13. novahobbies

    novahobbies Active Member

    I found a site claiming that this fixture registers "365 average at 24 inches." Personally I don't believe it, especially after reading your note about PAR meters and color output. I asked the manufacturer and confirmed that these are epistar LEDs.....just like pretty much every other Chinese fixture. Not the high end CREEs, but not the end of the world.
    I wonder if I could swap out the drivers and run these up to their full 3w strength. Hmm. Probably not smart to go playing with them, but nobody ever accused me of being a genius.
    The tank parameters are dropping to normal levels (remember this tank is cycling) and the rose coral is starting to look a little better now that the ammonia is back to 0 (nitrites are still high though). I also noticed that it was fully open with extended feeder tentacles last night under just the blues, so I gave it a shot of cyclopeeze which it seemed to enjoy. Once the nitrites are 0, I have a frogspawn frag to test out.
  14. kiefers

    kiefers Active Member

    huh hu huh, told ya you would like them didn't I????? Lol
    I am going to order some for the 56 but I am using different color patterns.
  15. red tiger

    red tiger New Member

    For the same price you could of gone with Kessil with less what if?
  16. novahobbies

    novahobbies Active Member

    Ummm....no I couldn't have.
    Oh, wait, I see the mistake. Not 275, sorry. 175. Finger twitched.
  17. red tiger

    red tiger New Member

    Ummm....no I couldn't have.
    Oh, wait, I see the mistake.  Not 275, sorry.  175.  Finger twitched. 
    Oh i see! I bought a used 150w kessil for 170 from my lfs, love this lights!
  18. novahobbies

    novahobbies Active Member

    Wow, that's a heck of a deal! Congrats on that. My lfs is using these Chinese lights actually...
  19. 2quills

    2quills Active Member

    Quote:
    Originally Posted by novahobbies
    I found a site claiming that this fixture registers "365 average at 24 inches." Personally I don't believe it, especially after reading your note about PAR meters and color output. I asked the manufacturer and confirmed that these are epistar LEDs.....just like pretty much every other Chinese fixture. Not the high end CREEs, but not the end of the world.
    I wonder if I could swap out the drivers and run these up to their full 3w strength. Hmm. Probably not smart to go playing with them, but nobody ever accused me of being a genius.
    The tank parameters are dropping to normal levels (remember this tank is cycling) and the rose coral is starting to look a little better now that the ammonia is back to 0 (nitrites are still high though). I also noticed that it was fully open with extended feeder tentacles last night under just the blues, so I gave it a shot of cyclopeeze which it seemed to enjoy. Once the nitrites are 0, I have a frogspawn frag to test out.
    Is there a warranty that comes with these guys? If so I'd maybe wait till that was up before you swap the power supplies. You'd need to know what your actual power requires are for voltage and current as well as how the circuits are ran. Parallel or Series? My guess is parallel but I can't see the board that well in the photo's to tell. Are there an equal amount of blue to white leds?
    My biggest concern would be driving the leds to high. My guess is that the inside of that fixture is going to run warm. That sink could get too hot and you'd just end up burning out leds well before there time. A maximum rating for an led is just that, it's the max. If we think of it in terms of astronomy the brightest stars are always the ones that burn out the fastest.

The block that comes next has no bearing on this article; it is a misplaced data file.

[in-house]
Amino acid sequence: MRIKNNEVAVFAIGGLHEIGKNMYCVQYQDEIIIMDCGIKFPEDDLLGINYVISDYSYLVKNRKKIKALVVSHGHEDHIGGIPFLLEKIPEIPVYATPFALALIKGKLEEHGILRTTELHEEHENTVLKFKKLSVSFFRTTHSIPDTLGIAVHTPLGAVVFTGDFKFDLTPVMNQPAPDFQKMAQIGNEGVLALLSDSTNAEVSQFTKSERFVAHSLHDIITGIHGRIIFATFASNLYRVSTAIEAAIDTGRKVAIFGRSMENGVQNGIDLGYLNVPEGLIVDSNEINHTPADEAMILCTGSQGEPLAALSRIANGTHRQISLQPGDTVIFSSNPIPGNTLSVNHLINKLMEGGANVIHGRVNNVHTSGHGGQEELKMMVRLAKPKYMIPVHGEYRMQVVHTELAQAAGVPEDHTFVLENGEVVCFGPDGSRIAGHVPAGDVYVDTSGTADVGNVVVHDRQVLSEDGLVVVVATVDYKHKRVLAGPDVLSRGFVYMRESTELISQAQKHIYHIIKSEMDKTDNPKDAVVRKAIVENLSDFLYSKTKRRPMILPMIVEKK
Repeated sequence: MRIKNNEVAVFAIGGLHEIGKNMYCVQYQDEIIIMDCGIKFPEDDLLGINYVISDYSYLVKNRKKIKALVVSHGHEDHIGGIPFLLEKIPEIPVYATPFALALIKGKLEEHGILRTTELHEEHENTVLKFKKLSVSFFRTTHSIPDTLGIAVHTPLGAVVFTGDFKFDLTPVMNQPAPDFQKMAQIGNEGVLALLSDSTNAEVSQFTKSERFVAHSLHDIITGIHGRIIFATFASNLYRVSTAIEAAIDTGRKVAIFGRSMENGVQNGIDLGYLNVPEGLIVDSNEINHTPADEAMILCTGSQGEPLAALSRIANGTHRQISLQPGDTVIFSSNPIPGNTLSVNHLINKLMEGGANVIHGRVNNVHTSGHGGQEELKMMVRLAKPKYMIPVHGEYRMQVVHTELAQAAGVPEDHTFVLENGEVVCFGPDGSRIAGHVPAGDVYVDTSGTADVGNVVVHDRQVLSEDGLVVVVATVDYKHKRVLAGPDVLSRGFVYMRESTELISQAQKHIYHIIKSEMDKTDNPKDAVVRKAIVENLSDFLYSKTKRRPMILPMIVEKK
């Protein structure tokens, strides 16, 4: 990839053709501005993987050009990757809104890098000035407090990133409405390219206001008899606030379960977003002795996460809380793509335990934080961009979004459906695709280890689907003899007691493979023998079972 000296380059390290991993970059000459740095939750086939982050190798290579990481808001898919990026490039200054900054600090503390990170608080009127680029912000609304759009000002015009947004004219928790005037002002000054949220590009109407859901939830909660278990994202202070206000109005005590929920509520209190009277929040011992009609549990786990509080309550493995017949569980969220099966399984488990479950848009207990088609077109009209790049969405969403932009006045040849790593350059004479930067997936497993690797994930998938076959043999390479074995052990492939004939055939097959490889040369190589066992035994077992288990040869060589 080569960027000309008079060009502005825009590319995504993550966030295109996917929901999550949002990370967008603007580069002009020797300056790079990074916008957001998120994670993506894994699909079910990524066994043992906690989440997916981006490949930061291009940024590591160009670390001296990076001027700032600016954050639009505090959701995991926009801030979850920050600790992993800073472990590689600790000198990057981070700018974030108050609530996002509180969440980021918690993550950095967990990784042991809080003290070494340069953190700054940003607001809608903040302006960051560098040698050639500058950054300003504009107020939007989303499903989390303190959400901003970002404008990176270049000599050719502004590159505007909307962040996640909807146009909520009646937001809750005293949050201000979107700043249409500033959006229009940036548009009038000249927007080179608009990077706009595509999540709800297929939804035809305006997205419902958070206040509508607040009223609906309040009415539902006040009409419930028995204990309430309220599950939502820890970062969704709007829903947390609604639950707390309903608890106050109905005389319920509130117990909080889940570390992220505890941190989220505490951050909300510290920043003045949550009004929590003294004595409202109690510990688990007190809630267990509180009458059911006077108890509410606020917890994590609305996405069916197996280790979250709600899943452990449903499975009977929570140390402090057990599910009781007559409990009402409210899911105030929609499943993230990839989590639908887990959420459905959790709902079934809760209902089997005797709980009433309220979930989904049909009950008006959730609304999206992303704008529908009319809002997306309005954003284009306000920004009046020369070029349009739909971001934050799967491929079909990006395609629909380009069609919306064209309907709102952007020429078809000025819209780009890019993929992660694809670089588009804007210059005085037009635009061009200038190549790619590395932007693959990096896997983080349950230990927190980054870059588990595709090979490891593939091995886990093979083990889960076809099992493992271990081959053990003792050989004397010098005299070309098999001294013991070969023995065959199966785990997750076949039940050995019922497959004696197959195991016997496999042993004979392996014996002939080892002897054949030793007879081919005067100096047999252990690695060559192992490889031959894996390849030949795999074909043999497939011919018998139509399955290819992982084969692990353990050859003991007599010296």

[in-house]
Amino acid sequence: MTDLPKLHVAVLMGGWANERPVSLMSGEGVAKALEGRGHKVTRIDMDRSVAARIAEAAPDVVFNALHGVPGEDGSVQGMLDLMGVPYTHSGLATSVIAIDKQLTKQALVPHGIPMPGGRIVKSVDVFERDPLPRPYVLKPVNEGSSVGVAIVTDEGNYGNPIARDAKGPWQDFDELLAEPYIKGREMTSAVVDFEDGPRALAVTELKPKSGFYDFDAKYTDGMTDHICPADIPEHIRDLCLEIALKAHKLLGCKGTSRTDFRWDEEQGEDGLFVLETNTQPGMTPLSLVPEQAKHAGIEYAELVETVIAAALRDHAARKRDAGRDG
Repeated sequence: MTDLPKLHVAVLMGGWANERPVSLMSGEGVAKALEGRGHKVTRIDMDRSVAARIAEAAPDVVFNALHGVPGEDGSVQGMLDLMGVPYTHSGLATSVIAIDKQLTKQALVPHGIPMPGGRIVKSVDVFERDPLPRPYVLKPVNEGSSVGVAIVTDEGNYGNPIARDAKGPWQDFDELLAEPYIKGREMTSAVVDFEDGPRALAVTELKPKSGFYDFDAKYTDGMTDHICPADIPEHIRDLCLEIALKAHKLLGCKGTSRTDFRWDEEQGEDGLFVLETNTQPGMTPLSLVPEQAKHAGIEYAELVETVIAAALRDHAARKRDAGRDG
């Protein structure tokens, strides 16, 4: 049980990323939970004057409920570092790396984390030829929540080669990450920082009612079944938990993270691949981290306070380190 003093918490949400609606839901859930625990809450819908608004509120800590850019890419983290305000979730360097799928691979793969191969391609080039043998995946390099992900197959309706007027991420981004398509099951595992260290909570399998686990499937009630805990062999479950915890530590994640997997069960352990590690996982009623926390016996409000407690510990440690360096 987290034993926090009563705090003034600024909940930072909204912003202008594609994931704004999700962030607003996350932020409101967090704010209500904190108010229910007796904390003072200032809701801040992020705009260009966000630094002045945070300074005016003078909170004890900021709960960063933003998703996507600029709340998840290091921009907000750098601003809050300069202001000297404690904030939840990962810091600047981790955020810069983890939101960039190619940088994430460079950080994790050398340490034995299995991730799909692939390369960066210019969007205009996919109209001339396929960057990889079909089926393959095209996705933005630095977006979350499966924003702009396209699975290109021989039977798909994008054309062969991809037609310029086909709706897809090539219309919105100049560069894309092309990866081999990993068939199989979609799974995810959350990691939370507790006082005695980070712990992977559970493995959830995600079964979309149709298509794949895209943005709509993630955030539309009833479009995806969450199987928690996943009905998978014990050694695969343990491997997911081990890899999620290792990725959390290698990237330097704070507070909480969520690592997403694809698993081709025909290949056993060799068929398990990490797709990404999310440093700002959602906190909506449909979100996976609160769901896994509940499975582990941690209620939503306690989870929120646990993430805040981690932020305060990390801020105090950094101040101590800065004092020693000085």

In the world of electronics, cooler is better. Stuff just lasts longer, period!. Epistar is a big brand. They are Taiwanese. leds as are Meanwell's power supplies. Manufactured to be mass produced and sold across the globe at affordable prices. My biggest issue with them is trying to track down the lack of real usable data. What type of Epistars are they, when were they made, what are some actual measurments printed for my eyes to see? On the other hand Cree sets the standards in the industry with there stuff and they put it out there for people to see . When you're picking something that is designed to support a system that you spend probably thousands of dollars on over the years, is this thing going to meet the requirements that you're looking for? With these fixtures it's a bit of a mystery. So we as hobbyists are left to experiment and hopefully share our experiences in an honest way to try and help others and ourselves make wiser decisions.
    There seems to be a lot of hubbub about these fixtures. We'll see how they do. If nothing else, for most folks, it's not really any more expensive replacing these fixtures than it with bulb replacements after a couple years. And if you're happy with the results then your happy. What else is there other than fancy bells and whistles that are designed to give your fish disco fever?
  20. kiefers

    kiefers Active Member

    Heya Corey, yes there is a Warrenty with these fixtures. Maybe I should have started a thread on these because my lady has 3 of these with her 125.
    With out a PAR meter I am unable to share the results and I am not going to go off what the website states.
    I do agree with not having these set to high because they will get warm indeed. I am looking for alternatives to fixing this problem. My father-n-law build her a canopy for her birthday and it is open in the back. She currently has them around one fourth the power to half. So far the corals and monties have taken off. Right now she is dealing with an algea issue and is currently, or should I say, still, dosing 20ml vodka a day. Not even touching the algea issue at all, Lol
    cheers